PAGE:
Pierce, Tamora: (116) Bloodhound

My backlog here is kind of alarming, so I apologize for what’re likely to be some pretty sketchy catch-up posts.

Let’s start with Tamora Pierce’s Bloodhound, sequel to Terrier. Like that book, this is the diary of Beka Cooper, now a full Guardswoman. It takes place mostly outside of Corus, Tortall’s capital city, because she’s sent to help track down a counterfeiting ring.

I didn’t like this as well as the last one for a couple of reasons. It felt a little long and a little defensive about the importance and excitement of chasing counterfeiters. And for no reason that I can pinpoint, I find Beka’s diary entries about romance and sex acutely embarrassing: I don’t object to Pierce’s handling of these topics generally, it’s something about Beka’s narration. Which also reminds me that every time Beka mentioned that she was out really late and wrote this before sleeping or whatever, it wrecked my suspension of disbelief. She’s writing in a compressed cipher, sure, but it’s a 500+ page hardcover, and so I have a really hard time accepting that she’s actually handwriting out these entries in her copious free time.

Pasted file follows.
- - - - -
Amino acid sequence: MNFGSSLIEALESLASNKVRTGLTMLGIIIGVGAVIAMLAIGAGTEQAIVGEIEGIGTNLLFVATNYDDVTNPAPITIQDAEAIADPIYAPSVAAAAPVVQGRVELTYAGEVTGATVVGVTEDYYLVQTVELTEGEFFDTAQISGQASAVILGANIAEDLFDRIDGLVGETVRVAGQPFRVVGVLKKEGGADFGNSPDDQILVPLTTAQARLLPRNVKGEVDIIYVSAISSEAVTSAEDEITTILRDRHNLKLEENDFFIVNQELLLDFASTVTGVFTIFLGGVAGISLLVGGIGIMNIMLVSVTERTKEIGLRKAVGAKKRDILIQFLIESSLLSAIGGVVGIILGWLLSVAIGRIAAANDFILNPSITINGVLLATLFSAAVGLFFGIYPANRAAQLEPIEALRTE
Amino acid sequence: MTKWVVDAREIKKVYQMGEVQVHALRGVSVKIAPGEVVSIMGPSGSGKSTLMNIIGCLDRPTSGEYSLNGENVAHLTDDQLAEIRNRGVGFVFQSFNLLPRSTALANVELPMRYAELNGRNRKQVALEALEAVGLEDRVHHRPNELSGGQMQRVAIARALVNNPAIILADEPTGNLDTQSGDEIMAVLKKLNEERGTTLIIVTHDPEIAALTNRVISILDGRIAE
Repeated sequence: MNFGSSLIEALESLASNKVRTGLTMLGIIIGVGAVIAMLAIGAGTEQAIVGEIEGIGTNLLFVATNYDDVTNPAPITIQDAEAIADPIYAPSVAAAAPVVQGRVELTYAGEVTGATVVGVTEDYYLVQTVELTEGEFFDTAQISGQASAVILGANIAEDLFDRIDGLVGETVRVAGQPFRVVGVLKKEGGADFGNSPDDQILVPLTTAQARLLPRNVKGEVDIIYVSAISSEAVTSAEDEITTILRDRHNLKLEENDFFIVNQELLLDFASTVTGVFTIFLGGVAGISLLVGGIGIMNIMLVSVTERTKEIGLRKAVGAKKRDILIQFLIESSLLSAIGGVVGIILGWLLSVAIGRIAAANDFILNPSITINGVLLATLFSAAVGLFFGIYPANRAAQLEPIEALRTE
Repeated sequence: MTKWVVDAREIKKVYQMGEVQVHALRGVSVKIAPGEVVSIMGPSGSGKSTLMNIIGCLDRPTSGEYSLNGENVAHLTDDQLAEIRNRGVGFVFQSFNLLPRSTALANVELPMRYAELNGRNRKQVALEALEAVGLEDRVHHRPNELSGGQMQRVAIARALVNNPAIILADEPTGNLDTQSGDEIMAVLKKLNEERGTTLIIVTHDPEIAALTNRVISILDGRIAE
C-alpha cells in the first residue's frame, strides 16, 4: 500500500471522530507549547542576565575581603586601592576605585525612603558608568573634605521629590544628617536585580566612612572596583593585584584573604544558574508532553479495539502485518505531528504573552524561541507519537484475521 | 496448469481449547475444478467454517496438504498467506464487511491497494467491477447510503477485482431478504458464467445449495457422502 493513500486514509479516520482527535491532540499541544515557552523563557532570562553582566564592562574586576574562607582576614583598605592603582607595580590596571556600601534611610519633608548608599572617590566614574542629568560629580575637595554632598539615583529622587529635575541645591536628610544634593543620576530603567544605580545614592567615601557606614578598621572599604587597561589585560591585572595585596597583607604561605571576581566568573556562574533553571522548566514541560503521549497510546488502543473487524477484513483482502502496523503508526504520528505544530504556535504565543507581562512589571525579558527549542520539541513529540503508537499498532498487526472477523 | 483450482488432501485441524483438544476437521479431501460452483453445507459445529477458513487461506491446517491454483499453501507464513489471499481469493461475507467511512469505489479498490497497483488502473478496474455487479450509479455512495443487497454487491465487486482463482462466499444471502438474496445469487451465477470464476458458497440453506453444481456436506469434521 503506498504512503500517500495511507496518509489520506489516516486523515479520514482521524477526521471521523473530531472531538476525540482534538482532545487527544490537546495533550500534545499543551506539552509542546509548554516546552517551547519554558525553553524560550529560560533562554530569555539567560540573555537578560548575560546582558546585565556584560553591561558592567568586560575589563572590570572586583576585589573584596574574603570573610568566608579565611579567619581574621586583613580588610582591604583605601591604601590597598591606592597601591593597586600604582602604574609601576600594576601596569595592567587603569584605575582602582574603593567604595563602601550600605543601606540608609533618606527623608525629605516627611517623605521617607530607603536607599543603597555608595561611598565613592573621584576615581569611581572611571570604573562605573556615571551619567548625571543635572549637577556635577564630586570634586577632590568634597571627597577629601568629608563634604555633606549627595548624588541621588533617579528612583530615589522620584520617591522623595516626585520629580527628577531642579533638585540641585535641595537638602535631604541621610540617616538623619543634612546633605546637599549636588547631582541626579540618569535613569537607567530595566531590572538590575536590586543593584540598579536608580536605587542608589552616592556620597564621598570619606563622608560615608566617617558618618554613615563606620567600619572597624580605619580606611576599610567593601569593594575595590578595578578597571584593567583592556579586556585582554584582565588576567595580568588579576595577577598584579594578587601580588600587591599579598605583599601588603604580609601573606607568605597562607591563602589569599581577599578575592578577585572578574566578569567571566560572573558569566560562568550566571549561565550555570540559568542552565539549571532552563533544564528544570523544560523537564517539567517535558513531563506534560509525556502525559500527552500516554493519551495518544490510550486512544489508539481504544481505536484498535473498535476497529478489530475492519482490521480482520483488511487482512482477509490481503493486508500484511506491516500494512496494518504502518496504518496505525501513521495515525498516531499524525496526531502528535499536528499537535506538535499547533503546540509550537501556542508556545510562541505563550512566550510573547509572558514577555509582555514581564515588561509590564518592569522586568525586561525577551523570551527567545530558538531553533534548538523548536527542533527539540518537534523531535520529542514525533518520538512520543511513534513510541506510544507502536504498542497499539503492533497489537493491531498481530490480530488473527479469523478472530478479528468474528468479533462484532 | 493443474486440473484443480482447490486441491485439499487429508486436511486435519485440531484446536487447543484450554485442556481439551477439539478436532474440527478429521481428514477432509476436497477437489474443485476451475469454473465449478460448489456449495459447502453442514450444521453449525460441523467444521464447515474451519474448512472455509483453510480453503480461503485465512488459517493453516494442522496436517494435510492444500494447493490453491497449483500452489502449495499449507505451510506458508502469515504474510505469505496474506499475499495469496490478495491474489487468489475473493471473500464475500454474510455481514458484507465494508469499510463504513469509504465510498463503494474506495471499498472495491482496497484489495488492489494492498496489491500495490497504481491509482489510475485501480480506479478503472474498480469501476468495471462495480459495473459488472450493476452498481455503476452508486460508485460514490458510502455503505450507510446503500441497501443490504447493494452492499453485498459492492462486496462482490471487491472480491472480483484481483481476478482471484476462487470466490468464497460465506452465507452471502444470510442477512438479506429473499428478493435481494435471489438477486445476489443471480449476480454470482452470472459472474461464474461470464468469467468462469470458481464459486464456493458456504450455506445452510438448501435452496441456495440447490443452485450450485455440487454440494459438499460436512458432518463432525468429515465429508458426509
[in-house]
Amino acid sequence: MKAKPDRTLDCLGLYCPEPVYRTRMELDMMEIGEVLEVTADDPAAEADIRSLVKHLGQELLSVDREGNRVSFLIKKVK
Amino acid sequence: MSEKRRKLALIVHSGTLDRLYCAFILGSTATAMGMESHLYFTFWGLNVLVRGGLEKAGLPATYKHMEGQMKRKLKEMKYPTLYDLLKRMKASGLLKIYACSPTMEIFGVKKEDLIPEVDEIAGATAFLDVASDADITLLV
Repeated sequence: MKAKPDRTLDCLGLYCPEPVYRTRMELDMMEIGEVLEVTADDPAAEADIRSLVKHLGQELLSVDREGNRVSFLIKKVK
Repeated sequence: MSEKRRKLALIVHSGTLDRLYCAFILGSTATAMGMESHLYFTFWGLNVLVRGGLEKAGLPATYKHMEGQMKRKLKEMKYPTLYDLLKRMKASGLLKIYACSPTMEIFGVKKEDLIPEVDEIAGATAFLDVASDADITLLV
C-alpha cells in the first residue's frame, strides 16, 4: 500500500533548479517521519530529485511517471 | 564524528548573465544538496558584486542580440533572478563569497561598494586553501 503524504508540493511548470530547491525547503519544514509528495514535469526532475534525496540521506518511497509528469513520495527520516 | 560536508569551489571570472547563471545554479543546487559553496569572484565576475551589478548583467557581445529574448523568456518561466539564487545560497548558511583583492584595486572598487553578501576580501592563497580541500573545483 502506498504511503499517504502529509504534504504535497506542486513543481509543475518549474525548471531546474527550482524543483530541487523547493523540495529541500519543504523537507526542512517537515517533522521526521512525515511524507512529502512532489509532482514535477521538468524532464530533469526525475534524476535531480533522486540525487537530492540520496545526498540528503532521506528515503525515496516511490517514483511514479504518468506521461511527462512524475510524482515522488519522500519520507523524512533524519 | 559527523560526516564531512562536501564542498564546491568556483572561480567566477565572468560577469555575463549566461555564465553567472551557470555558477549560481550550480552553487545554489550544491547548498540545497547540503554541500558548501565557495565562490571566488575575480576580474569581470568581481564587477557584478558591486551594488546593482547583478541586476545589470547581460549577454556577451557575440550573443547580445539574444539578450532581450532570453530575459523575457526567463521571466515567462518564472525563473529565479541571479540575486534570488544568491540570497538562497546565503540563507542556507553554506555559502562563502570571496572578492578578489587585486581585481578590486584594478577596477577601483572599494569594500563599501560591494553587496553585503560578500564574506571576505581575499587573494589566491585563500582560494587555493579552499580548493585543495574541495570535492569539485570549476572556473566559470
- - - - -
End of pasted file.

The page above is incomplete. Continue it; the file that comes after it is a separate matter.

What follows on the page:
My ancient notes to myself read “okay but never felt awesome,” and I’m going to stick by that impression now.

5 Comments

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  1. I’m not a fan of first person narrative in general, and here it seems fairly tortured and makes the character seem rather dense. I think Pierce’s forte (like many fantasy writers) is heroic characters, and Beka is competent and patriotic, but not especially heroic. But Pierce has rebounded before from series that I didn’t particularly like.

  2. Karen, I quite like first-person narrations, but when writers give me a mechanism I want that mechanism to be really sound.
    Interesting about the heroic characters being Pierce’s strong point; that may account for the Trickster duology, in part.

  3. I had much the same issues with the romance and sex portions of the book, and think part of my problem was with the cant she used to refer to parts of the body, etc. which didn’t come across to me as street slang, but as children’s euphemisms.
    I was also listening to the audiobook version; I’m not sure how the text version would differ in impact for me.

  4. Huh, that’s interesting. The cant generally never really clicked for me, but I hadn’t connected it to the problems I was having with the sexual content.

  5. Interesting! I just finished reading BLOODHOUND (though I haven’t reviewed it yet, also having a huge backlog) and I was wishing for more romance, less counterfeiting. I do agree that the colemongering plot was perhaps a little overblown.

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